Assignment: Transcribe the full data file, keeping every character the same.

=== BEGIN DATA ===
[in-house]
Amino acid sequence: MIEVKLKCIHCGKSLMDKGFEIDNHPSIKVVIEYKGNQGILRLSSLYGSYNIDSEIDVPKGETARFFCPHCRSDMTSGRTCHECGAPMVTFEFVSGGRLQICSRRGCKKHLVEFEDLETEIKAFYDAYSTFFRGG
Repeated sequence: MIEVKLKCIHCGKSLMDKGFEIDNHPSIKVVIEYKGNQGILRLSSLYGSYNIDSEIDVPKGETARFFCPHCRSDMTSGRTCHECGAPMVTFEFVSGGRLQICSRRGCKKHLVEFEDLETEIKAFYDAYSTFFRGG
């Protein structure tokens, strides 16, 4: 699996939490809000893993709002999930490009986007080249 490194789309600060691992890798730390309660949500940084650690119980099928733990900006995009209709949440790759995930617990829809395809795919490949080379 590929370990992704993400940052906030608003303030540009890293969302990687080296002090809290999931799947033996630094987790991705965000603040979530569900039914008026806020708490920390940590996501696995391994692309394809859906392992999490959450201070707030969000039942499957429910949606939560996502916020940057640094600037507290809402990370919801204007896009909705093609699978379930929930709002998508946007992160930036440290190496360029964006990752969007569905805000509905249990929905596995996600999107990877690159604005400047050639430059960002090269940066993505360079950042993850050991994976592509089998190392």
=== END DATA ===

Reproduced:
[in-house]
Amino acid sequence: MIEVKLKCIHCGKSLMDKGFEIDNHPSIKVVIEYKGNQGILRLSSLYGSYNIDSEIDVPKGETARFFCPHCRSDMTSGRTCHECGAPMVTFEFVSGGRLQICSRRGCKKHLVEFEDLETEIKAFYDAYSTFFRGG
Repeated sequence: MIEVKLKCIHCGKSLMDKGFEIDNHPSIKVVIEYKGNQGILRLSSLYGSYNIDSEIDVPKGETARFFCPHCRSDMTSGRTCHECGAPMVTFEFVSGGRLQICSRRGCKKHLVEFEDLETEIKAFYDAYSTFFRGG
């Protein structure tokens, strides 16, 4: 699996939490809000893993709002999930490009986007080249 490194789309600060691992890798730390309660949500940084650690119980099928733990900006995009209709949440790759995930617990829809395809795919490949080379 590929370990992704993400940052906030608003303030540009890293969302990687080296002090809290999931799947033996630094987790991705965000603040979530569900039914008026806020708490920390940590996501696995391994692309394809859906392992999490959450201070707030969000039942499957429910949606939560996502916020940057640094600037507290809402990370919801204007896009909705093609699978379930929930709002998508946007992160930036440290190496360029964006990752969007569905805000509905249990929905596995996600999107990877690159604005400047050639430059960002090269940066993505360079950042993850050991994976592509089998190392």